Mental illness can be a major risk factor in the development of brain fog, with both anxiety and depression being some of the most common comorbid disorders to occur with ADHD.
Chronic stress and episodes of heightened anxiety can lead to imbalances of hormones and neurotransmitters that interfere with cognition. ADHD symptoms can also cause anxiety because of the cognitive issues that come with the disorder and their ability to affect mental health, continuing the cycle that leads to symptom development.
Depression can also cause an imbalance of dopamine and other neurotransmitters similar to chronic stress or ADHD and can affect the brain's gray and white matter connectivity, leading to cognitive issues. Sometimes, depression can be attributed to the symptoms of brain fog and ADHD, leading to a repeating cycle that makes it hard to maintain a positive mental outlook.
If you've been diagnosed with ADHD, you may be dealing with brain fog symptoms related to altered dopamine regulation and signaling.
Fortunately, because the symptoms overlap so extensively, treatment for your ADHD is likely to be effective in treating your brain fog as well.
How to Treat ADHD Brain Fog
Regardless of whether you have an official ADHD diagnosis or just suspect that ADHD brain fog may be causing your issues, it’s crucial that you put yourself in the best position possible to prevent and address the symptoms of brain fog. If you don’t provide your body with everything it needs to operate efficiently, treatment of any kind is not going to be as effective as it can be. Fortunately, there are some simple steps you can take to address the symptoms of ADHD brain fog on your own.
Sleep plays a major role in all of your biological processes, but it especially impacts your cognitive function. When you don’t get enough sleep, your brain’s cells struggle to communicate with each other effectively, slowing down your ability to think, focus, and form new memories. By getting 8-10 hours of sleep, you provide your brain with the capability to work at peak efficiency.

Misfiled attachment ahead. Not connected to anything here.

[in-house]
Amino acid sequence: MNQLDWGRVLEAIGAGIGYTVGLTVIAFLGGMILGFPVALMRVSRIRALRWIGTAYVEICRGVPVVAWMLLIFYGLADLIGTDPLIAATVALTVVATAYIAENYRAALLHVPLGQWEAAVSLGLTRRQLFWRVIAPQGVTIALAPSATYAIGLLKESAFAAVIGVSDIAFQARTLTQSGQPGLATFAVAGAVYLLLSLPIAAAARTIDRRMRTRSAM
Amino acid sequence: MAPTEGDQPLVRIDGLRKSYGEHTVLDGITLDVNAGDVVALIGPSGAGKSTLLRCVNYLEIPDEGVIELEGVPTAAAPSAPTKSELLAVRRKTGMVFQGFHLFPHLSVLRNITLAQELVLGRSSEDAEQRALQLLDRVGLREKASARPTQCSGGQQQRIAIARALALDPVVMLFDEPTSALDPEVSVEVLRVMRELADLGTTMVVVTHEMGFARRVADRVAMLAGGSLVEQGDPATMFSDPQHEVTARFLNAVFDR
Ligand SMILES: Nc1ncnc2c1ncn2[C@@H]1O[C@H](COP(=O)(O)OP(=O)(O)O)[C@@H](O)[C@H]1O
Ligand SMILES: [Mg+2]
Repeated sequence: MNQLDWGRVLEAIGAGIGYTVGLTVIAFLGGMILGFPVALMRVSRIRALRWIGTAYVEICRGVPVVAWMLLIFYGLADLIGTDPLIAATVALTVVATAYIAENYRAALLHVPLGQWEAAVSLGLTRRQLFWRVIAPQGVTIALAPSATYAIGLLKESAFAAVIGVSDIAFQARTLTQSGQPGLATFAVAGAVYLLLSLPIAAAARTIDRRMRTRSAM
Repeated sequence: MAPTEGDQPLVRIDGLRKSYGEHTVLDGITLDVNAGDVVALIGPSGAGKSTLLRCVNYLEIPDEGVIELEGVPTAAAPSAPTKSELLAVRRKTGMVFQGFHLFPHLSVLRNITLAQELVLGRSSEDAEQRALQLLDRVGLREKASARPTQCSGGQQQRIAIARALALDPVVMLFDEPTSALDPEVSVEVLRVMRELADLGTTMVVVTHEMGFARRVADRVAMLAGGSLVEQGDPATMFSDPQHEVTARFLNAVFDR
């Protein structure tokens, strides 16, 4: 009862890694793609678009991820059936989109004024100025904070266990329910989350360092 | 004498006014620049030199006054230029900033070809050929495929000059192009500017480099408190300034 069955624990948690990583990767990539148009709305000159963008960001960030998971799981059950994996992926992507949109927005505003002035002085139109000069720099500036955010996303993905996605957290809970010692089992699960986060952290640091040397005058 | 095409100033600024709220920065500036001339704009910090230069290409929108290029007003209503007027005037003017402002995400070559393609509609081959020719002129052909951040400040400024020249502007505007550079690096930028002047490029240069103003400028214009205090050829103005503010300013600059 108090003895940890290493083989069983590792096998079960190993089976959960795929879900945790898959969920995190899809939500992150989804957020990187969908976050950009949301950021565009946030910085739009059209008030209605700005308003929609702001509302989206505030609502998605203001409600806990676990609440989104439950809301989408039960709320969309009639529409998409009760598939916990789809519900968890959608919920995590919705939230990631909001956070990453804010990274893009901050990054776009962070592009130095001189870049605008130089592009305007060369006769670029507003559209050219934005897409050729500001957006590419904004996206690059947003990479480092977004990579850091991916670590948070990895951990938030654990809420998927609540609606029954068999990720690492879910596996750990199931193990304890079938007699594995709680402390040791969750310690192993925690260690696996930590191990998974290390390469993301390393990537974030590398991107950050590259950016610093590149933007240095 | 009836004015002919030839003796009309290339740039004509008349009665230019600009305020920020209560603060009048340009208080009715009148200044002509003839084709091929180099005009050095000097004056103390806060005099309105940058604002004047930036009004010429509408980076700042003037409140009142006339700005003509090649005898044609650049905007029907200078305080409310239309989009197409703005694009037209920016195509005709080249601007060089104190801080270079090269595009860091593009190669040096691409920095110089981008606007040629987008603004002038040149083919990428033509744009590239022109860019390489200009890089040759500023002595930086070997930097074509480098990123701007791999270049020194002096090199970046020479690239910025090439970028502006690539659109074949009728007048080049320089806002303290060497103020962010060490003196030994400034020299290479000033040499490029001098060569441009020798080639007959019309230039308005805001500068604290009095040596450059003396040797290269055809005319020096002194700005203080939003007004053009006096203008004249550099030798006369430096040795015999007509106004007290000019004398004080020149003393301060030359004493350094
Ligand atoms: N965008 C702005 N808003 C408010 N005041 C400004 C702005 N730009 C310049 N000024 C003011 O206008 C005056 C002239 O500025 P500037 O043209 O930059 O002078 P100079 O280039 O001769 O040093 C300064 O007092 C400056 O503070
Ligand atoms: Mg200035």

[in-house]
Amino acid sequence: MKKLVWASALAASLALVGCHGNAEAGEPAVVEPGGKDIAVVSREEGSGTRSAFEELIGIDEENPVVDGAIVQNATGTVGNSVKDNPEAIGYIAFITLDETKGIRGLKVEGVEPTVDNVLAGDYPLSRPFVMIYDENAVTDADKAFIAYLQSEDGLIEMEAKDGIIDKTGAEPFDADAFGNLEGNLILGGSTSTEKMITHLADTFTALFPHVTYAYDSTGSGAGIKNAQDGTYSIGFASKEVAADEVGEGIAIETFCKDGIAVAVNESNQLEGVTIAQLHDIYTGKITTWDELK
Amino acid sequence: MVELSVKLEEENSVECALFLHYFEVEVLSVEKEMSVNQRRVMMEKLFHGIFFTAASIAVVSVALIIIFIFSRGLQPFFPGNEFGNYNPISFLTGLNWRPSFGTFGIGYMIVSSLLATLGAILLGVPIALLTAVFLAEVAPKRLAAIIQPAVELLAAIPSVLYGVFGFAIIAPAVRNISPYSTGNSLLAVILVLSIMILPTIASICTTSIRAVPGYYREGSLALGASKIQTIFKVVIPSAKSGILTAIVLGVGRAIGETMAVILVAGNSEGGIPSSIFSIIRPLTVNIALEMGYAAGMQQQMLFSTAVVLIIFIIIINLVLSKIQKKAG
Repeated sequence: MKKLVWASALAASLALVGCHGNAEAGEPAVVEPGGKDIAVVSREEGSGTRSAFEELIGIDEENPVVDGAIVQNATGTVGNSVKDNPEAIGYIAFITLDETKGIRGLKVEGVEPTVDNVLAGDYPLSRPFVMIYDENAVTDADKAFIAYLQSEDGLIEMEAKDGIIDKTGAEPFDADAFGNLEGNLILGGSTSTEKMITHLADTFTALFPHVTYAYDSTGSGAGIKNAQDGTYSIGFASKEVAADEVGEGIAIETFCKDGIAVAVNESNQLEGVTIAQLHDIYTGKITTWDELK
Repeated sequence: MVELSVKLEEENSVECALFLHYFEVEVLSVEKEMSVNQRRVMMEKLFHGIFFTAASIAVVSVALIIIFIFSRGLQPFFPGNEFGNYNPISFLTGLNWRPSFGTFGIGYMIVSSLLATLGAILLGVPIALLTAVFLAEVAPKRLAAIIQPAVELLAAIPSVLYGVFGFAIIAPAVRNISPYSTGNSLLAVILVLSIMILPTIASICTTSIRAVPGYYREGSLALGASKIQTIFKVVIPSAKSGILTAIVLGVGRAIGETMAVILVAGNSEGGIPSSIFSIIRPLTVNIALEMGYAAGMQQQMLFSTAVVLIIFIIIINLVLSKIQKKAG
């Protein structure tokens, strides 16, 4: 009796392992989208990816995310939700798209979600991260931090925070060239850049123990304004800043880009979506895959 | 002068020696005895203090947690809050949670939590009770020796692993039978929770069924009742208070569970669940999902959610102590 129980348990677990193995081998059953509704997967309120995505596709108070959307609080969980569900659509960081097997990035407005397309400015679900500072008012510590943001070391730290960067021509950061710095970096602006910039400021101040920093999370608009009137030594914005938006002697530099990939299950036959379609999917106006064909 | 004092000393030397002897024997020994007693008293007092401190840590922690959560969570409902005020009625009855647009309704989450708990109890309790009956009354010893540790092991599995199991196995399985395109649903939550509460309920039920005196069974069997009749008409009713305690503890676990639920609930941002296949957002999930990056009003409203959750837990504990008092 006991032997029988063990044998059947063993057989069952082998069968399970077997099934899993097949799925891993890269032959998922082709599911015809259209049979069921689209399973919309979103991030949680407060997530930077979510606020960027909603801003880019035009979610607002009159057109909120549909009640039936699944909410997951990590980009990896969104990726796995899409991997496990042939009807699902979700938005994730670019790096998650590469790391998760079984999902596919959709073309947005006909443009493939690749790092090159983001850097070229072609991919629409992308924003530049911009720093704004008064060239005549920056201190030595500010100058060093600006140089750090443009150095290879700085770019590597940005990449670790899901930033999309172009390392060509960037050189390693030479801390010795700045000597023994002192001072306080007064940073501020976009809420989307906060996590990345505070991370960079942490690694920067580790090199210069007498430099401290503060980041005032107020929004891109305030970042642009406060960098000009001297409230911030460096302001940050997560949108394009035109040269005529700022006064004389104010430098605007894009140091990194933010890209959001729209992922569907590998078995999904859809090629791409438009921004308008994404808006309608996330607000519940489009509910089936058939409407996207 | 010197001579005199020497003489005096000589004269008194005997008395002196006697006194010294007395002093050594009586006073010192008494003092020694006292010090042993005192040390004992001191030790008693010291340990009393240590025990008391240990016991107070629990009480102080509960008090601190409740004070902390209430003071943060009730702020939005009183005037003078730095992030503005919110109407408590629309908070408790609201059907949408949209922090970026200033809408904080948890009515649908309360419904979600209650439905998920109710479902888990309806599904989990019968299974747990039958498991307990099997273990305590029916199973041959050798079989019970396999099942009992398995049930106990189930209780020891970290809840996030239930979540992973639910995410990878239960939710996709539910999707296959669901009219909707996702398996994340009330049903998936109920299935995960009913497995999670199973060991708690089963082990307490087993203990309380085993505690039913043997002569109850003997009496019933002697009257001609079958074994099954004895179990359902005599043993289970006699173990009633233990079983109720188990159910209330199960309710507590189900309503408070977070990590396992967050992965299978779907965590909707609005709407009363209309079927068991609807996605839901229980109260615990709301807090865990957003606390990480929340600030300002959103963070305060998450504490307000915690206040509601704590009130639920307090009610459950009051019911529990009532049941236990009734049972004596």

Nutrition is another significant factor in your ability to think clearly. Your body and brain need certain vitamins, minerals, and nutrients to work effectively. If you’re not getting them as part of your diet, providing them through diet changes or supplements can help to fill in the gaps and enable your brain to work more seamlessly. Consider getting bloodwork done to check for deficiencies in important nutrients and work with your doctor to address them.
Medications can also impact your focus and memory, especially selective serotonin reuptake inhibitors (SSRIs) - one of the most common treatments for comorbid conditions of ADHD like anxiety and depression. While it’s not a good idea to stop your medication to see if your brain fog resolves, consider talking to your psychiatrist about changing medications to see if another option is available that may not induce brain fog.
When all major factors of ADHD brain fog are considered, treatment through the use of stimulants and non-stimulant medication can be implemented to great efficacy. About 70% of patients receiving treatment for their ADHD report improvements in their symptoms, which includes symptoms of brain fog.
Get Help with ADHD Brain Fog Today
If you feel like your brain isn’t working as well as it could be due to undiagnosed or untreated ADHD brain fog, get in touch with us at Done today. Our team can help you to identify the root cause of your problems, create a treatment plan that works for you, and help you get what you need to live your best life.
Don’t wait any longer - get a quick online assessment now. Your brain will thank you!